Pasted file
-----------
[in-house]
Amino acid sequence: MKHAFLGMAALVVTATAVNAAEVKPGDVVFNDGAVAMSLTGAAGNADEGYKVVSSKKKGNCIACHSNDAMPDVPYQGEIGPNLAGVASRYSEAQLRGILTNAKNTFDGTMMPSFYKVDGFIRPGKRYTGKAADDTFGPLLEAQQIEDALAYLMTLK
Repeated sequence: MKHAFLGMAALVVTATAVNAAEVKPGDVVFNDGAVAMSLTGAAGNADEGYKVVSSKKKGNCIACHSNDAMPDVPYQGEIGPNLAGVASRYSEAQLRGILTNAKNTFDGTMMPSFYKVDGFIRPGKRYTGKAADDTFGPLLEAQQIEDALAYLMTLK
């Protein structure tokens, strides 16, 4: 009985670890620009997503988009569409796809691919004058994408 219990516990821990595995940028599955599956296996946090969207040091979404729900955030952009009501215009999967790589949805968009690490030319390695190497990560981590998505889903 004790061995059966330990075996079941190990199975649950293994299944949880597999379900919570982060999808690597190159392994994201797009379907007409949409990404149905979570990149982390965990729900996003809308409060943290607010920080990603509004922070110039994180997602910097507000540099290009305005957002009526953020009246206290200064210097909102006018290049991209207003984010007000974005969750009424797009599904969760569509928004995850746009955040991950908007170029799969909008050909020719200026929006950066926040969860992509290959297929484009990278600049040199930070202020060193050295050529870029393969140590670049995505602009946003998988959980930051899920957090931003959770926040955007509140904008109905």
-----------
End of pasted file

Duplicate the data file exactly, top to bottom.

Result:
[in-house]
Amino acid sequence: MKHAFLGMAALVVTATAVNAAEVKPGDVVFNDGAVAMSLTGAAGNADEGYKVVSSKKKGNCIACHSNDAMPDVPYQGEIGPNLAGVASRYSEAQLRGILTNAKNTFDGTMMPSFYKVDGFIRPGKRYTGKAADDTFGPLLEAQQIEDALAYLMTLK
Repeated sequence: MKHAFLGMAALVVTATAVNAAEVKPGDVVFNDGAVAMSLTGAAGNADEGYKVVSSKKKGNCIACHSNDAMPDVPYQGEIGPNLAGVASRYSEAQLRGILTNAKNTFDGTMMPSFYKVDGFIRPGKRYTGKAADDTFGPLLEAQQIEDALAYLMTLK
């Protein structure tokens, strides 16, 4: 009985670890620009997503988009569409796809691919004058994408 219990516990821990595995940028599955599956296996946090969207040091979404729900955030952009009501215009999967790589949805968009690490030319390695190497990560981590998505889903 004790061995059966330990075996079941190990199975649950293994299944949880597999379900919570982060999808690597190159392994994201797009379907007409949409990404149905979570990149982390965990729900996003809308409060943290607010920080990603509004922070110039994180997602910097507000540099290009305005957002009526953020009246206290200064210097909102006018290049991209207003984010007000974005969750009424797009599904969760569509928004995850746009955040991950908007170029799969909008050909020719200026929006950066926040969860992509290959297929484009990278600049040199930070202020060193050295050529870029393969140590670049995505602009946003998988959980930051899920957090931003959770926040955007509140904008109905």